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Title: Hypothalamic energy balance : the impact of fatty acids and a novel G protein-coupled receptor
Author: Sergi, Domenico
ISNI:       0000 0004 5993 2208
Awarding Body: University of Aberdeen
Current Institution: University of Aberdeen
Date of Award: 2016
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Obesity is a global health issue. Treatment or prevention of obesity via lifestyle changes remains elusive, particularly due to the lack of patient compliance and the onset of counter-regulatory mechanisms which ultimately lead to weight regain. The hypothalamus is pivotal in regulating energy homeostasis by balancing energy intake and expenditure. Thus, identifying novel mechanisms underlying these processes and unveiling novel hypothalamic druggable targets may provide new insights into the treatment of obesity. In this regard, the uracil nucleotide/cysteinyl-leukotriene receptor, GPR17, has emerged as a novel hypothalamic target in energy balance: intracerebroventricular administration of putative GPR17 agonists (UDP-glucose and leukotriene D4) has been reported to promote food intake in mice, while cangrelor, a presumptive GPR17 antagonist, curtailed it. However, this remains controversial. The data presented in this thesis do not support the possibility that uridine nucleotides or leukotrienes are ligands for GPR17 or that this receptor has a role in energy balance. Hypothalamic regulation of energy balance appears to fail in obesity particularly as a consequence of a high-fat diet which has been reported to induce inflammation as well as reactive gliosis in the hypothalamus. Transcriptomic studies, investigating the effect of a high-fat diet on the hypothalamus, identified a novel hypothalamic protein whose expression is regulated by high-fat diet and leptin: SerpinA3N. SerpinA3N encodes the acute-phase protein, alpha 1-antichymotrypsin, which, in the periphery, is upregulated by inflammation. However, its association with the expression of pro-inflammatory cytokines in hypothalamic neurons has not been reported to date. In the present study, using cultured hypothalamic neurons, SerpinA3N was upregulated by palmitic acid (PA), endoplasmic reticulum stress and inhibition of glucose metabolism, whereas inhibition of NF-?B and challenge with unsaturated fatty acids, well known for their anti-inflammatory properties, downregulated this gene. Furthermore, the expression of SerpinA3N followed the same pattern as IL-6 and TNFa suggesting this gene being a new marker of hypothalamic inflammation. Nonetheless, the mechanisms underpinning the upregulation of pro-inflammatory markers in the hypothalamus remains controversial with some authors suggesting that it is the consequence of a direct interaction between long-chain saturated fatty acid and toll-like receptor 4 (TLR4) and other studies denying it. The present data do not support the possibility that PA upregulates pro-inflammatory cytokines via TLR4 in cultured hypothalamic neurons (N42), microglia (N9) or primary hypothalamic neurons. In contrast, this study reveals that PA-induced expression of pro-inflammatory markers is dependent, at least in part, on the intracellular accumulation of ceramide which, not only was responsible for the upregulation of pro-inflammatory markers, but also decreased insulin signalling. This is supported by the fact that L-cycloserine, an inhibitor of ceramide synthesis, decreased intracellular ceramide content, inhibited the upregulation of pro-inflammatory cytokine genes induced by PA and rescued insulin signalling. In contrast to PA, the monounsaturated fatty acid, oleic acid, and the polyunsaturated fatty acid, eicosapentaenoic acid, were anti-inflammatory, decreasing both the upregulation of pro-inflammatory genes and the increase in cellular ceramide content induced by PA.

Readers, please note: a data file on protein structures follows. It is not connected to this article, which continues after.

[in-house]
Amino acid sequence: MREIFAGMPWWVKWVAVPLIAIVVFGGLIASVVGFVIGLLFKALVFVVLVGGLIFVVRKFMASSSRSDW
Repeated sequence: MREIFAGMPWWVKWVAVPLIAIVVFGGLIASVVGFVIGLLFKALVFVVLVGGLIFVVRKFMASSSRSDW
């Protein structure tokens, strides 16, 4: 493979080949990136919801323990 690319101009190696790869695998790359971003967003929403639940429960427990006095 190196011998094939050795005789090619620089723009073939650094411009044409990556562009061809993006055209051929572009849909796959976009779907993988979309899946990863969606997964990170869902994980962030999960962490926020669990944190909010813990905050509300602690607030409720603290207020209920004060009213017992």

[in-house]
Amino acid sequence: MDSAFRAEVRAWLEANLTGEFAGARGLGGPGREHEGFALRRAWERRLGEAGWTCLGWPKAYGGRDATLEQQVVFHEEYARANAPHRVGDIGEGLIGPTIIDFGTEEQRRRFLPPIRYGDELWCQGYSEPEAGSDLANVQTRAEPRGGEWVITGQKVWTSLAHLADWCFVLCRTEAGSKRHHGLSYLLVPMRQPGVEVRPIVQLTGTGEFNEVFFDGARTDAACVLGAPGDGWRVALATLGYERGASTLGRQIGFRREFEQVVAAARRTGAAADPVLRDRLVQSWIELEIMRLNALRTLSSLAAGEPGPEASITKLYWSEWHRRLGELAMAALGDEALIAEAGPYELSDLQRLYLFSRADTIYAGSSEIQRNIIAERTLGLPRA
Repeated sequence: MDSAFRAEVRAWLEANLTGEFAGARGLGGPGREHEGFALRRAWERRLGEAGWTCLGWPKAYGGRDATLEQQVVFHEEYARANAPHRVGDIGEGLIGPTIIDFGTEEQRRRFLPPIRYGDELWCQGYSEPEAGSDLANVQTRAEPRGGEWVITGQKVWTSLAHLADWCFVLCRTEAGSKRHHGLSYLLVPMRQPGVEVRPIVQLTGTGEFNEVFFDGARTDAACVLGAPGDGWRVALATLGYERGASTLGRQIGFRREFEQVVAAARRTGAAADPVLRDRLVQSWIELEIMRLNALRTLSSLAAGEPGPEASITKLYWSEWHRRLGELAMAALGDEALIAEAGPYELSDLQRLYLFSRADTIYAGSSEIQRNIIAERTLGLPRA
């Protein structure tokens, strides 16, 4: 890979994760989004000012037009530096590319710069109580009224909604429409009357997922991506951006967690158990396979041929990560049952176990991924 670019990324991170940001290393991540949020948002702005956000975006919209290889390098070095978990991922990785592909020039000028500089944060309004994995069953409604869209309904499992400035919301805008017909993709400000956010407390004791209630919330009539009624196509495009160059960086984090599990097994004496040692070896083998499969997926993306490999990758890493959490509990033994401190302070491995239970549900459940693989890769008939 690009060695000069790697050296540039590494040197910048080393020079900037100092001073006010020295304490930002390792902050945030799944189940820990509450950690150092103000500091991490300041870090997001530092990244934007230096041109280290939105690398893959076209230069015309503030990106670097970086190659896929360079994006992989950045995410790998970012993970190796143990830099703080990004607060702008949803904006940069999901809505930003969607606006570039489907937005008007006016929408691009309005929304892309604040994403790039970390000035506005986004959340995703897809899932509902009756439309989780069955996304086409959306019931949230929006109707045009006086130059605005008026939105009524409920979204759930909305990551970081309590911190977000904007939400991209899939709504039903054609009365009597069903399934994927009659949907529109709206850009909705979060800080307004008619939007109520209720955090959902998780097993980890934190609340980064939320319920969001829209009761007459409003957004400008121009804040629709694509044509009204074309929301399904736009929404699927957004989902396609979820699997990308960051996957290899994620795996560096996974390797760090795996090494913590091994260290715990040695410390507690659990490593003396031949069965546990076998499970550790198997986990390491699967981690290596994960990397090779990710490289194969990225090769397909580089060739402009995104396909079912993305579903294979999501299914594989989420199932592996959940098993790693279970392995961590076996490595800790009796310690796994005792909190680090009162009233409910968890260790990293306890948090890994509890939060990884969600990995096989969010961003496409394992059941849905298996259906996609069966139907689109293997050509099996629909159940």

Supervisor: Not available Sponsor: Scottish Universities Life Sciences Alliance (SULSA) ; MSD
Qualification Name: Thesis (Ph.D.) Qualification Level: Doctoral
EThOS ID:  DOI: Not available
Keywords: Bioenergetics ; Fatty acids ; G proteins